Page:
The College of Veterinary Medicine collection was recently processed, primarily by finding all the small collections relating to this college and combining them into one place. One set of materials that had not previously been processed, and no one is sure where it came from, is a series of records on a course in the College of Veterinary Medicine in the 1950s called "Clinical Conference Course". This weekly seminar was used by professors to put a collection of symptoms in front of the students and then discuss what disease might be present. The University Archives now has a collection of the handouts given to students from 1949 through 1962. This set of handouts can be used to get a glimpse into how veterinary medicine was organized and what tests were available during this era. It is interesting to use this type of material for any health science to learn how practice in the field has progressed over the years; this set of records could be beneficial to any student of the history of veterinary medicine.

Cancer is the uncontrolled growth of abnormal cells within the body. Common forms of treatment include the targeted destruction of the mutated cells through radiation or chemotherapy or the removal of the cells once they have amassed into a tumor. More recently, preventative measures, including the use of vaccines, have become a common focus in the fight against certain types of cancer. The National Cancer Institute describes these cancer vaccines as representing "an emerging type of biological therapy that is still mostly experimental."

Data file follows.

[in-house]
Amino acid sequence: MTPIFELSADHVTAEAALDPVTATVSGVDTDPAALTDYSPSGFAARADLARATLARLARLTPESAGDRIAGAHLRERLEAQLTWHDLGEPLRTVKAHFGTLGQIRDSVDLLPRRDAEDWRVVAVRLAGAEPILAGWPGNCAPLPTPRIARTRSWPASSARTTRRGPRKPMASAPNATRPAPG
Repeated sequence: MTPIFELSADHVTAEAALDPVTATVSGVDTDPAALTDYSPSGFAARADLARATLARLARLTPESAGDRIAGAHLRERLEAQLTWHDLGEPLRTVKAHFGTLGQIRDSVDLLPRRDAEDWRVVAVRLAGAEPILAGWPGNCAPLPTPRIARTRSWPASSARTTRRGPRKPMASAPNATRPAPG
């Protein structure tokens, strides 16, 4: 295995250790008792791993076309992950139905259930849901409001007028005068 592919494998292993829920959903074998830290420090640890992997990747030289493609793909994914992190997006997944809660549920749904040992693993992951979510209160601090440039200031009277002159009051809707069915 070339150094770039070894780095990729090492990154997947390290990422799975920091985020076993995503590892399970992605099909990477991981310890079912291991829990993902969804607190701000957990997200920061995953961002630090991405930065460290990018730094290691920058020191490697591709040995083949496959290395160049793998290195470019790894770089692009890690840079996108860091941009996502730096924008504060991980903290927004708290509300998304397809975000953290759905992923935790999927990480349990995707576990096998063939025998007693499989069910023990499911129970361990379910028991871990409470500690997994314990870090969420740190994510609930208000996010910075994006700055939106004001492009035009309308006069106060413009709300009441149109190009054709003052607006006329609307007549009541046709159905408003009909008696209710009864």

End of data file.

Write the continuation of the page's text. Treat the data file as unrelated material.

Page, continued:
Yet, those researching the cause & prevention of cancer know that the use of vaccines is not a new idea. Evidence of early research into the commonalities between viruses and cancer is found in the University of Minnesota Archives.


img0183.jpgDr. Robert G. Green, M.D. joined the staff of the Department of Bacteriology in 1918. In the 1920s, Dr. Green's research focused on the evolutionary nature of viruses and how they cause disease. Dr. Green also directed the Minnesota Wildlife Disease Investigation, sponsored by the State of Minnesota, the University of Minnesota, and the United States Biological Survey. During his tenure, he created a vaccine to prevent encephalitis in foxes. Based on this work with viruses, he went on to investigate how cancer cells spread in the body. In 1946 he published an article on "Virus Aspects of Carcinoma" and in 1947 he published "The Species Character of Cancer Cells" in Science.


Green's papers are also a fascinating study of the early work done in ecology and the crossover between researchers and the fields of medicine, zoology, and conservation. Examples include correspondence with Aldo Leopold and Charles Elton.


img0184.jpgA 1935 letter from Leopold documents the sharing ideas. Leopold writes "I thought you might be interested in the enclosed publication by Allen and Baldwin, indicating a cycle in the effectiveness of nitrogen-fixing bacteria in the process of passage through successive host plants. This comes very near the Matamek hypothesis of cyclic virulence in pathogenic bacteria."